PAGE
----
Preprint Article Version 1 This version is not peer-reviewed

Human in situ Study of the Effect of bis(2-methacryloyloxyethyl) Dimethylammonium Bromide Immobilized in Dental Composite on Controlling Mature Cariogenic Biofilm

Version 1 : Received: 8 October 2018 / Approved: 9 October 2018 / Online: 9 October 2018 (04:43:45 CEST)

A peer-reviewed article of this Preprint also exists.

Melo, M.A.S.; Weir, M.D.; Passos, V.F.; Rolim, J.P.M.; Lynch, C.D.; Rodrigues, L.K.A.; Xu, H.H.K. Human In Situ Study of the effect of Bis(2-Methacryloyloxyethyl) Dimethylammonium Bromide Immobilized in Dental Composite on Controlling Mature Cariogenic Biofilm. Int. J. Mol. Sci. 2018, 19, 3443. Melo, M.A.S.; Weir, M.D.; Passos, V.F.; Rolim, J.P.M.; Lynch, C.D.; Rodrigues, L.K.A.; Xu, H.H.K. Human In Situ Study of the effect of Bis(2-Methacryloyloxyethyl) Dimethylammonium Bromide Immobilized in Dental Composite on Controlling Mature Cariogenic Biofilm. Int. J. Mol. Sci. 2018, 19, 3443.

Journal reference: Int. J. Mol. Sci. 2018, 19, 3443
DOI: 10.3390/ijms19113443

Abstract

Cariogenic oral biofilms cause a considerable amount of recurrent dental caries around composite restorations every year, resulting in unprosperous oral health status and expensive restorative treatment for many patients. Quaternary ammonium monomers that can be copolymerized with the current dental resin systems have been increasingly explored for modulation of dental plaque biofilm growth over dental composite surfaces. Here, we investigated the effect of bis(2-methacryloyloxyethyl) dimethylammonium bromide (QADM), against human overlying mature oral biofilms grown intra-orally in human participants for 7 and 14 days, for the first time. Seventeen volunteers wore palatal devices containing composite specimens containing 10% by mass of QADM or a control composite without QADM. After 7 and 14 days, the adherent biofilms were collected for determination of bacterial counts via colony-forming unit (CFU) counts. The biofilm viability, chronological changes, and percentage coverage were also determined by live/dead staining. QADM composites caused a significant inhibition of S. mutans biofilm formation for up to seven days. No difference in the CFU values were found for the 14-day period. Our findings suggest that (1) QADM composite was successful in inhibiting 1-3 day biofilms in the oral environment in vivo; (2) QADM significantly reduced the portion of S.mutans group in a time course where patients at high risk of caries would develop initial enamel carious lesions; and (3) stronger antibiofilm activity is required for the control of mature long-term cariogenic biofilms. These results provide a perspective on the value of integrating bioactive restorative materials with traditional caries management approaches into clinical practice. Contact-killing strategies via dental materials aiming to prevent or at least reduce high numbers of cariogenic bacteria seem to be a promising approach in patients at high risk of recurrence of dental caries around composites.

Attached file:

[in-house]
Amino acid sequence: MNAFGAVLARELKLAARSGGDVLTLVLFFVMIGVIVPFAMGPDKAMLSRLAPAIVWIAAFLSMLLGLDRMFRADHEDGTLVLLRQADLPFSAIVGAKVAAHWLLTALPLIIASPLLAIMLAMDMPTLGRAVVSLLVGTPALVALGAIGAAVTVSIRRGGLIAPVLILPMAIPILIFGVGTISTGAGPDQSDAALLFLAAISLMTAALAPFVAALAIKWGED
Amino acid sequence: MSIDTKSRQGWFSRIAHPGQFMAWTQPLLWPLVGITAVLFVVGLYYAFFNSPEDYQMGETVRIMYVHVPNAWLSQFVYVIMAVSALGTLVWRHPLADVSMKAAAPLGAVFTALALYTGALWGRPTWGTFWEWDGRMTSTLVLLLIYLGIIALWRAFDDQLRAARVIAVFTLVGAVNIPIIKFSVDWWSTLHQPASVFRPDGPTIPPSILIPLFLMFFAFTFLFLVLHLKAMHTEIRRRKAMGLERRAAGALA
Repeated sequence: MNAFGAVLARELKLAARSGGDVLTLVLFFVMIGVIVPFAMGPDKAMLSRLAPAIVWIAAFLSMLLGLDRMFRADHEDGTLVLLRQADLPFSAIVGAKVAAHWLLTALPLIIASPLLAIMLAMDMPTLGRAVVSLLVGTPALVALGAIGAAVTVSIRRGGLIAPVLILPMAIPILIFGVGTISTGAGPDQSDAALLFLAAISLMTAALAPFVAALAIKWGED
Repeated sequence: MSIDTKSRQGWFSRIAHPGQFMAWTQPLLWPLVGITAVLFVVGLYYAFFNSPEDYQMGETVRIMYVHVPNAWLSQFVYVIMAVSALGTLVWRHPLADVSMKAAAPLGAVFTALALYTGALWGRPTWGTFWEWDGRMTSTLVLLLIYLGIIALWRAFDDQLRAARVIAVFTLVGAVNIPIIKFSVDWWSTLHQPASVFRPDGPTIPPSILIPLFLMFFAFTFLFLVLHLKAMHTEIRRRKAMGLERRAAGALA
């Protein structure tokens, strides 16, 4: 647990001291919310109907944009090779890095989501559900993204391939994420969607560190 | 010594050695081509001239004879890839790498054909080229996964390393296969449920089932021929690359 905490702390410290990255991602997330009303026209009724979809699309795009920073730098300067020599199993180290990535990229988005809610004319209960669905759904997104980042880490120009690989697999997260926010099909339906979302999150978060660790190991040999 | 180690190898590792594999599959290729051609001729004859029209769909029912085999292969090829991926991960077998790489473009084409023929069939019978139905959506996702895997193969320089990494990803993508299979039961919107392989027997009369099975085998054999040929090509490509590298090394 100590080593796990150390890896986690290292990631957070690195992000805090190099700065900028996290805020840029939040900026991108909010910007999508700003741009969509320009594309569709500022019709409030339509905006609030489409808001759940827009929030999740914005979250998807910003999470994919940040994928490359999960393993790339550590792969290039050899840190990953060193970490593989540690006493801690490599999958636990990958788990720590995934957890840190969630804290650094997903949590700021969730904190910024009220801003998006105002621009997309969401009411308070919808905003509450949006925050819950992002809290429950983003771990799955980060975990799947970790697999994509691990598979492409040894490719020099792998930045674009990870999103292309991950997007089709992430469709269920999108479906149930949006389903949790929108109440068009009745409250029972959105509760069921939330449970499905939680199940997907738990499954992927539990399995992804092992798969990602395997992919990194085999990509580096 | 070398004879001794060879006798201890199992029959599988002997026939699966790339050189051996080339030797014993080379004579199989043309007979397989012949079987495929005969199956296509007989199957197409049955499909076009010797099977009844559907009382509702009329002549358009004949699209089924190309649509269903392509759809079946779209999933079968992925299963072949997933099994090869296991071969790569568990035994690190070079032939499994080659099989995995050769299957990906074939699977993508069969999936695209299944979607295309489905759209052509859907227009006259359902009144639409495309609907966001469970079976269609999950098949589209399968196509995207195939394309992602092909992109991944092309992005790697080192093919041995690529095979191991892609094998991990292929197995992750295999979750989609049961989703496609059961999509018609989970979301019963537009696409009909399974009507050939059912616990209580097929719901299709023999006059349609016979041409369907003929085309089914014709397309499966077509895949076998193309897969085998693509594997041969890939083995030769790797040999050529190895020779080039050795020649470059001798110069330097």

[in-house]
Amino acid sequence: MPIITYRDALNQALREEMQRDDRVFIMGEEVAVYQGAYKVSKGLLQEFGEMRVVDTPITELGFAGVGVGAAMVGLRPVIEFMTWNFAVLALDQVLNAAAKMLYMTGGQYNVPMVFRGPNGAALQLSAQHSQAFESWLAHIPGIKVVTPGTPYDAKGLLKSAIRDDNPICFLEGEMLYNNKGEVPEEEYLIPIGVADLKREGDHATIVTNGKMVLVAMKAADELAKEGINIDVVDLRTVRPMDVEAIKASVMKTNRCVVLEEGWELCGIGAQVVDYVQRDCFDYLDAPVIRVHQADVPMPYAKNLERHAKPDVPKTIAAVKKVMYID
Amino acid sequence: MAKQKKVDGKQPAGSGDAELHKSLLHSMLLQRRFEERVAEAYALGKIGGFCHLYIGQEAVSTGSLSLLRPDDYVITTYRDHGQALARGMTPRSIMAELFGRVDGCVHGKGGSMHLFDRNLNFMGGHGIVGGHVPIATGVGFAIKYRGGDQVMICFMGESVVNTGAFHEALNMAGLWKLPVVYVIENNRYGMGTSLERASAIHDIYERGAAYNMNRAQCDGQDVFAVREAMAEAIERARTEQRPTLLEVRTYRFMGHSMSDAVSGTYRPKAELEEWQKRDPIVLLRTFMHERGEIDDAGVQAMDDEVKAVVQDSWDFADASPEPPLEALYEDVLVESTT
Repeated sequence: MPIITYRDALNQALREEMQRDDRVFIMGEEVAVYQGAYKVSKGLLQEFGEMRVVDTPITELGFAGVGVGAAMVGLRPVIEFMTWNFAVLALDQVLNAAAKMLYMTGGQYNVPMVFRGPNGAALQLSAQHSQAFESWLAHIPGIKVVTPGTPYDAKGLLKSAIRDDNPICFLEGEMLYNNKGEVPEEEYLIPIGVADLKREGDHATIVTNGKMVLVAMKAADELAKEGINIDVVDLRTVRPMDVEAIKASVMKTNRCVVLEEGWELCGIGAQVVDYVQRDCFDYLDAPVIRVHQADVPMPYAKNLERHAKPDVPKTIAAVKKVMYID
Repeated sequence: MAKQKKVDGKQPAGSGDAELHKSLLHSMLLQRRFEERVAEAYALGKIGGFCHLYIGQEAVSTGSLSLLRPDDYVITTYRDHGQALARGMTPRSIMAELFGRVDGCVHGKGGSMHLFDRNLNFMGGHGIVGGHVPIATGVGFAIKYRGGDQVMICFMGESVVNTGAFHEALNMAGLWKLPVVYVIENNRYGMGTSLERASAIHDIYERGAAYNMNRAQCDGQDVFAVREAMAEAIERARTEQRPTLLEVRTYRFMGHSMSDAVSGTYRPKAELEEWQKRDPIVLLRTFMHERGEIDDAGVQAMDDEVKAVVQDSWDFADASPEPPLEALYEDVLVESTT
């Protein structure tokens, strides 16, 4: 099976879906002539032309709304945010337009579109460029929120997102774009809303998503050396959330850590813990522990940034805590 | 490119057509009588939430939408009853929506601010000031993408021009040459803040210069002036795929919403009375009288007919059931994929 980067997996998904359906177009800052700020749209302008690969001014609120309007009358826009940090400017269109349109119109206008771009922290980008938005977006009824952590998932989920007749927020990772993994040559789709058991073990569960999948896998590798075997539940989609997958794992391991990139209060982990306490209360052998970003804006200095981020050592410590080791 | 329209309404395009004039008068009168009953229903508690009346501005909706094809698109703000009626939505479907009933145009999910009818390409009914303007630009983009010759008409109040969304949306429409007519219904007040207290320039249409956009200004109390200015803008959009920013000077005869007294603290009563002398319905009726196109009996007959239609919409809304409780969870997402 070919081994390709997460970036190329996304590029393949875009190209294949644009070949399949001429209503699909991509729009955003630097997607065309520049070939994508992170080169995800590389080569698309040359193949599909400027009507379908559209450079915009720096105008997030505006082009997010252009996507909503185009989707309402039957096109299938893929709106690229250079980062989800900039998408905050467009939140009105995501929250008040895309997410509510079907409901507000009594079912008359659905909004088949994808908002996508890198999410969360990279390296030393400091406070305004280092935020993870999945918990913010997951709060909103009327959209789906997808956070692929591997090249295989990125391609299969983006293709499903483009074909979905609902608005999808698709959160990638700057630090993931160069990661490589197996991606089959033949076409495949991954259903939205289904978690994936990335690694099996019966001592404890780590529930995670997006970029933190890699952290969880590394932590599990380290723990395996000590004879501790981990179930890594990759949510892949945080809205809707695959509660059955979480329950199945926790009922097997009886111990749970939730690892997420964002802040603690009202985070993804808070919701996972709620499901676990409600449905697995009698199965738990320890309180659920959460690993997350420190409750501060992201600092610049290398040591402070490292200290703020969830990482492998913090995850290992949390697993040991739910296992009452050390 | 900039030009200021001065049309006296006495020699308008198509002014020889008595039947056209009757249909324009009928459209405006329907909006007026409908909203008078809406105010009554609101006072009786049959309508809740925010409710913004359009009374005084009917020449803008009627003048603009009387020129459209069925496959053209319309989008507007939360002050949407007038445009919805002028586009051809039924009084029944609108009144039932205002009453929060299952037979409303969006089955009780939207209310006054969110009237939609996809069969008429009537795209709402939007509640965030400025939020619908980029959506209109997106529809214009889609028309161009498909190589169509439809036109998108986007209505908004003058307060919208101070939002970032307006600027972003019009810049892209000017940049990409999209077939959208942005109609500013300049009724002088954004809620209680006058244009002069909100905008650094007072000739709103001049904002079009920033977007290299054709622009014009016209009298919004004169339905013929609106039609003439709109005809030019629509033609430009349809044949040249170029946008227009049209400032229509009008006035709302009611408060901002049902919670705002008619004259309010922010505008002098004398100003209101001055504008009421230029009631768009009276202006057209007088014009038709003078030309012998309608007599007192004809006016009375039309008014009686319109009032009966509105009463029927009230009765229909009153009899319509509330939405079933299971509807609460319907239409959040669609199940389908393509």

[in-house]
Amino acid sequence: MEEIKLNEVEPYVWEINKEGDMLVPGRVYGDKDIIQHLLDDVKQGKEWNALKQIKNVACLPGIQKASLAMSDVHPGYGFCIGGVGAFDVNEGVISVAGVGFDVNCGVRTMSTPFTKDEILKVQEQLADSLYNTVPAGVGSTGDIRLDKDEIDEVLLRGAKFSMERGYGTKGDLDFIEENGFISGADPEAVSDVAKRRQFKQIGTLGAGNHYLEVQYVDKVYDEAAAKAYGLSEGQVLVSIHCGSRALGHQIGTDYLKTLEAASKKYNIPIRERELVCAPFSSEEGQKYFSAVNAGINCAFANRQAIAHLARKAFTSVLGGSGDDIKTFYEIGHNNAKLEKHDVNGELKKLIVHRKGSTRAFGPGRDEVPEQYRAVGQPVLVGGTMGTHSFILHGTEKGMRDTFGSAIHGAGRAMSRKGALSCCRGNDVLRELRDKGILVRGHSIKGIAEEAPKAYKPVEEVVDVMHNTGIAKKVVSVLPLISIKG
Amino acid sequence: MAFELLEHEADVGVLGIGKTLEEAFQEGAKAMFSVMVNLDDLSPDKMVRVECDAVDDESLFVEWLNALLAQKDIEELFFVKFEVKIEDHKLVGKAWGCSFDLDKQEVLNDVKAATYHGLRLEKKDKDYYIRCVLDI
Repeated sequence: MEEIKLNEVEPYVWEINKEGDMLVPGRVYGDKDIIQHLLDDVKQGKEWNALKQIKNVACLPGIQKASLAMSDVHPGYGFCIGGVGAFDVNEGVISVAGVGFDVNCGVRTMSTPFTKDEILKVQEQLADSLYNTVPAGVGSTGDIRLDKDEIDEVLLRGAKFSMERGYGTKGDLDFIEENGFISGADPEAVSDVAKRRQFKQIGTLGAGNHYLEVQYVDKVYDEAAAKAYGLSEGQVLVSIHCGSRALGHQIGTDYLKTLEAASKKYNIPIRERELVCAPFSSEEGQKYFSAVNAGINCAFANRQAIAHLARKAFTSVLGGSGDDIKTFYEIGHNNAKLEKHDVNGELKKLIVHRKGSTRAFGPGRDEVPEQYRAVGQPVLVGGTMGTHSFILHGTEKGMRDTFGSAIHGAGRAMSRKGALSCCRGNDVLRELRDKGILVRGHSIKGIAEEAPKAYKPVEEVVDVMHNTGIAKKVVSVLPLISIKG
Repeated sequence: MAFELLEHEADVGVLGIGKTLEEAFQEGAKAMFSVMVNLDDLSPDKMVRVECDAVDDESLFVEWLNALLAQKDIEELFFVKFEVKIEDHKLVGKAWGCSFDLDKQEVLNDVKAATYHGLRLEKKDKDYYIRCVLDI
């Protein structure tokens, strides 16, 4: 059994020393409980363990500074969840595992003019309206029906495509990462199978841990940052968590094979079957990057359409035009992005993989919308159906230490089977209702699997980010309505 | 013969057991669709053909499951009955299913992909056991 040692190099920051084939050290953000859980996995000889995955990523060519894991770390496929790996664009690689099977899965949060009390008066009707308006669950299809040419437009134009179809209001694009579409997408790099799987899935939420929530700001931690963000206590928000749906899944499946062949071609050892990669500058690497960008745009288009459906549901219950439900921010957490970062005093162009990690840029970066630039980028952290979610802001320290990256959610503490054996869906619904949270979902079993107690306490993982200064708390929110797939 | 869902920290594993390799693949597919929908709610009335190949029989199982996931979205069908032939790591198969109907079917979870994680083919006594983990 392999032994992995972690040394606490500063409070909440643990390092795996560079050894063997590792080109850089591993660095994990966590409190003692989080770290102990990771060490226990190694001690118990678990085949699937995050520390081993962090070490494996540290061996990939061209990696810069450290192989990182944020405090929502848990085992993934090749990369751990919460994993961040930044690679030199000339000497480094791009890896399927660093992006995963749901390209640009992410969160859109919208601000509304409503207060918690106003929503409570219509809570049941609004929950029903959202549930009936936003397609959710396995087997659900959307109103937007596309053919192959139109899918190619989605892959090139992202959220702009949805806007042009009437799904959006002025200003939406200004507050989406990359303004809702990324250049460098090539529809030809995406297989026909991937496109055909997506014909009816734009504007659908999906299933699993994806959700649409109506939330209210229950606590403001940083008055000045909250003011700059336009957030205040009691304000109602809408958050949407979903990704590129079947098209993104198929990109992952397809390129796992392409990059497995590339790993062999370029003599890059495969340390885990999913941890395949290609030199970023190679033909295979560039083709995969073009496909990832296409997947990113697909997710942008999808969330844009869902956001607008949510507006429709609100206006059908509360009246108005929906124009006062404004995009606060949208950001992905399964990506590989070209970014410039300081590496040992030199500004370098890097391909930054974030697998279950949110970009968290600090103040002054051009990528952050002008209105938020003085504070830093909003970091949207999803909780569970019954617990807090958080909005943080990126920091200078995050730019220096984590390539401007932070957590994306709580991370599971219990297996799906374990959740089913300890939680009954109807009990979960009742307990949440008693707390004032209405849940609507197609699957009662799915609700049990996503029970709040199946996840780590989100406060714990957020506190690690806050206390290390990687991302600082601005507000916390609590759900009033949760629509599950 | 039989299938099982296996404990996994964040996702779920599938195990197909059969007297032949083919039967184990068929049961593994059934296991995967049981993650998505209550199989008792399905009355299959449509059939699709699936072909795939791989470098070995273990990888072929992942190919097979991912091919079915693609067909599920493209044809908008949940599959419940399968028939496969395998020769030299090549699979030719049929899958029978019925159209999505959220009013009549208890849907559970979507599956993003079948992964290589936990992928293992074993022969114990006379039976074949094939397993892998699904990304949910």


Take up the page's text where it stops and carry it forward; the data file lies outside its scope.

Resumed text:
Subject Areas

antibacterial; biofilm; caries; dental composite; quaternary ammonium monomers; human in situ study

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